Police arrested 20 Greenpeace activists after a demonstration in which the protesters scaled two Parliament Hill buildings early Monday morning, in a highly embarrassing security breach.

Those detained include 19 protesters and an organizer who remained on the ground. They have all been charged with mischief and are to be released soon, according to an Ottawa Police Service news release.

The 20 individuals were from all over Canada, but none were from Ottawa. They ranged in age from 20 to 63.

The RCMP, as well as Ottawa police, are investigating how the protesters managed to gain access to the buildings.

Five protesters scaled Centre Block, while another 14 scaled West Block, where six managed to rappel down the front of the building and hang banners that said "Harper-Ignatieff: Climate Inaction Costs Lives."

By mid-morning, firefighters removed the last of the protesters, some of whom were dangling by ropes over the side of West Block.

Greenpeace spokespeople would not say how the protesters breached Parliament Hill security to gain access to the buildings.

RCMP spokesperson Cpl. Caroline Poulin also had few details about the incident during a news conference with reporters at the scene, except to say that the incident is "still under investigation."

But protester Mike Houdema said why the protesters scaled the buildings is more important than how.

"My mission this morning is to send a strong message to the Canadian government on the opening day of the international climate change meeting in Copenhagen that climate inaction costs lives, that the longer that our government delays, the longer that it blocks progress, means the greater the number of people that will die or become displaced due to the climate crisis," Houdema said in a telephone interview from atop West Block with CTV News Channel.

"The UN global humanitarian forum has already told us that 300,000 people will die this year alone due to climate change. So the time for inaction has really passed and it's time for our government to start acting because millions of lives really do depend on it."

Tom Quiggin, a security intelligence expert, said the security on Parliament Hill "has been a problem for years."

"There's no one in charge of security on Parliament Hill and there's no one responsible for security . . . directly," he told CTV News Channel's Power Play. "There's the RCMP, the House of Commons police, the Senate police and on the perimeter, there's the Ottawa police."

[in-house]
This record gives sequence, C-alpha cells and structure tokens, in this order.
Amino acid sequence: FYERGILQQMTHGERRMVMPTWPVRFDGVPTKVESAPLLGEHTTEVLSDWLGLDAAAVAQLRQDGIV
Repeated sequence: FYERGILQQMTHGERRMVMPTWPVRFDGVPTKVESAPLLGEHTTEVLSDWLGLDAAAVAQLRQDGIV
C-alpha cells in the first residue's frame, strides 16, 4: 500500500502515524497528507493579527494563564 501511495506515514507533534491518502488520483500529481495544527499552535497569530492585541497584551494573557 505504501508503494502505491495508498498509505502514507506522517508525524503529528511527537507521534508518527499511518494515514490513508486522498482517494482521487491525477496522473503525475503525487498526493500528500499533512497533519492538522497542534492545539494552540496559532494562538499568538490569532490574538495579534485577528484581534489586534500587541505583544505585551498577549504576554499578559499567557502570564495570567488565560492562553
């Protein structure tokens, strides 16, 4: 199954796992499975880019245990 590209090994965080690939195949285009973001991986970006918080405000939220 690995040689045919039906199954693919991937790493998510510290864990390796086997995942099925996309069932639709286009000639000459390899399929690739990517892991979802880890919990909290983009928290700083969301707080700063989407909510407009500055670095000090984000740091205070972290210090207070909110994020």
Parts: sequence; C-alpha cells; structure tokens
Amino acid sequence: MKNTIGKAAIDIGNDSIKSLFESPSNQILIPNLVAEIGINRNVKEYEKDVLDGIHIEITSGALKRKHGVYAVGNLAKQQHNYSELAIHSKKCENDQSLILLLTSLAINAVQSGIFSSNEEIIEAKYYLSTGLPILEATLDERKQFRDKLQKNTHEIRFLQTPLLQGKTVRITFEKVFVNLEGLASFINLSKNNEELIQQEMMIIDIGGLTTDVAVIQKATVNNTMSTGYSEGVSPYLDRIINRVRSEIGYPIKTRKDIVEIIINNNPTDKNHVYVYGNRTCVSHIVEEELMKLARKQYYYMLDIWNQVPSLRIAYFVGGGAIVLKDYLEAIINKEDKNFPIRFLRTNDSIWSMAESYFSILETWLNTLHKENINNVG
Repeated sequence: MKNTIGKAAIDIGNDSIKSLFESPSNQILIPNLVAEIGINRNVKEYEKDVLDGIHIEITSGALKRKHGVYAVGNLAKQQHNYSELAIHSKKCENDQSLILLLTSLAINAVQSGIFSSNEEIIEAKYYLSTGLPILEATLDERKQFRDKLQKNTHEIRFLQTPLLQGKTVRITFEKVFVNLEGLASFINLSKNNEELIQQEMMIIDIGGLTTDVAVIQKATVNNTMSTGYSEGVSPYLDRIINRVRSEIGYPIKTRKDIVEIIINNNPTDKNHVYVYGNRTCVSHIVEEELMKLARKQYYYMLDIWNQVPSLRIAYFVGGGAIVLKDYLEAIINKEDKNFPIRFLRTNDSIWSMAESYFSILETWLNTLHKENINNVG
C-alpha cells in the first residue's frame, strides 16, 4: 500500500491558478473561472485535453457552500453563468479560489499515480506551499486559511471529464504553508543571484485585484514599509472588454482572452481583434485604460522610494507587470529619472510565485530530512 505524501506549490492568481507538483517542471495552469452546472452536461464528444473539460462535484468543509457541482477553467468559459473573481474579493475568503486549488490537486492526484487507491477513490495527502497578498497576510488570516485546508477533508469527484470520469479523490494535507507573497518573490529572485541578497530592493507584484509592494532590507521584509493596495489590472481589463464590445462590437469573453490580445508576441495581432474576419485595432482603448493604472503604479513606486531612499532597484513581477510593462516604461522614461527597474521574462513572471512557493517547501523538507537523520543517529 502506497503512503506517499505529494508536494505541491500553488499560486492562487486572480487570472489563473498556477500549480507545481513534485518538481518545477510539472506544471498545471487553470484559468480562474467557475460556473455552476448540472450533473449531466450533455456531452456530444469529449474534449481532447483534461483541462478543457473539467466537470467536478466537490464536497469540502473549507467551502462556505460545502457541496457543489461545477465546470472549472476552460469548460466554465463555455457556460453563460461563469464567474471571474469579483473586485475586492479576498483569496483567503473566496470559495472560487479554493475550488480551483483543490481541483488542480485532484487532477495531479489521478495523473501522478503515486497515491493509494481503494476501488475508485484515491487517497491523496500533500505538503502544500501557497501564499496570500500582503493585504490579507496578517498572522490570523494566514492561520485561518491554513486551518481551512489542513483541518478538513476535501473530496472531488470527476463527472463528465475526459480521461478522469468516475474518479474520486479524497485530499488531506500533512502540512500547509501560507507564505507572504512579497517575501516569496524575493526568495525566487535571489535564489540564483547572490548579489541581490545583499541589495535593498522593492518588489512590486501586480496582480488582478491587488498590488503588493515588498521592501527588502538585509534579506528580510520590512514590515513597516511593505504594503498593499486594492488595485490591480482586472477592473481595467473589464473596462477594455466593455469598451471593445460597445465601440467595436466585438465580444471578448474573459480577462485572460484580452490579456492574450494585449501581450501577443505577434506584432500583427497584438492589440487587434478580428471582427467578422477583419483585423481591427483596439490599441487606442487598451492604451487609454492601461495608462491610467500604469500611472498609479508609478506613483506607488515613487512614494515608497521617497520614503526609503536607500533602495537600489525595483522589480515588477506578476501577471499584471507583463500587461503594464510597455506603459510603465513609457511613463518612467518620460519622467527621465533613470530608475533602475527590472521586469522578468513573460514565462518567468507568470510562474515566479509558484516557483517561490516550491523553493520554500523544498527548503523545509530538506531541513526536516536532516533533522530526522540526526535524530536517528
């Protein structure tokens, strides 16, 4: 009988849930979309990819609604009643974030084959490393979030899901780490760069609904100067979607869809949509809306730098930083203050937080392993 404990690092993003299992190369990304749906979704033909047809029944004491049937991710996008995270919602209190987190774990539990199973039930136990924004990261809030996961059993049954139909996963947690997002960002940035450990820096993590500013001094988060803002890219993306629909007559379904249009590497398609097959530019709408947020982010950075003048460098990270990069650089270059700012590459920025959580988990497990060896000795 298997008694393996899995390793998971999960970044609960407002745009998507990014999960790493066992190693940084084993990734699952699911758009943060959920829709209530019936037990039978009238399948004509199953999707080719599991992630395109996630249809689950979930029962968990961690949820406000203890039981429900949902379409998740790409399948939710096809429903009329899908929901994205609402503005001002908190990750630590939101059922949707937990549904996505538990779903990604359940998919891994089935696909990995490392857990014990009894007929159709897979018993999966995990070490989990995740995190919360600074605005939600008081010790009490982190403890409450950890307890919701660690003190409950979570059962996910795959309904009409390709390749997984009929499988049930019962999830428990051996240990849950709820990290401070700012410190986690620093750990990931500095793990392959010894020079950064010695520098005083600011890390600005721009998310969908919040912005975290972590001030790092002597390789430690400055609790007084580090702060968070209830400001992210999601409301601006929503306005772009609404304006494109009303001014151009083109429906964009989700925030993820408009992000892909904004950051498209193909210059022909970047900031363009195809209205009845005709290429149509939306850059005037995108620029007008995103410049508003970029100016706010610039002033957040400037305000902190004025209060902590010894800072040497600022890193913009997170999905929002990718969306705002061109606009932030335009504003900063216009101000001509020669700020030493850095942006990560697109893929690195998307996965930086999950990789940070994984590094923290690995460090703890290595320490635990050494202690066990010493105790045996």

The incident began unfolding around 7:30 a.m.

About an hour later, the five protesters on Centre Block were taken away in handcuffs by police after unfurling a banner that read, "Stop the Oil Sands."

By mid-morning, all of the protesters had been removed from the buildings, some by firefighters on ladders mounted to fire trucks.

The breach is shocking, given that security on Parliament Hill had been beefed up in the wake of the September 11, 2001 terrorist attacks in the United States.

During a noon-hour news conference, Poulin would not answer reporters' questions about whether the incident indicates government buildings are susceptible to similar protests, or even a terrorist attack.

Meanwhile, the demonstration shows that Greenpeace is willing to ramp up the audacity of its stunts in order to get across its climate-change message.

The group waged protests throughout the fall at a number of facilities in Alberta's oilsands region.

In October, RCMP arrested 16 protesters, including 13 who had chained themselves to a Shell oilsands upgrader plant in northern Alberta.

In that incident, activists scaled three smokestacks and a construction crane at the Scottford upgrader expansion near Fort Saskatchewan and unfurled banners that read "Climate Change" and "Climate S.O.S."

In September, 20 Greenpeace activists were arrested at a Suncor oilsands plant near Fort McMurray, Alta.

Greenpeace spokesperson Christy Ferguson said protests like Monday's on Parliament Hill are part of the organization's mandate of non-violence to transmit their message.

"All of our activities, all of our actions are always peaceful, but they're very powerful," Ferguson told CTV News Channel. "It's part of a long tradition of civil disobedience where people stand up to government, they stand up to people in power, they stand up for what they believe in and they do so in a peaceful manner but still a very powerful manner, and that's core to what we did here today."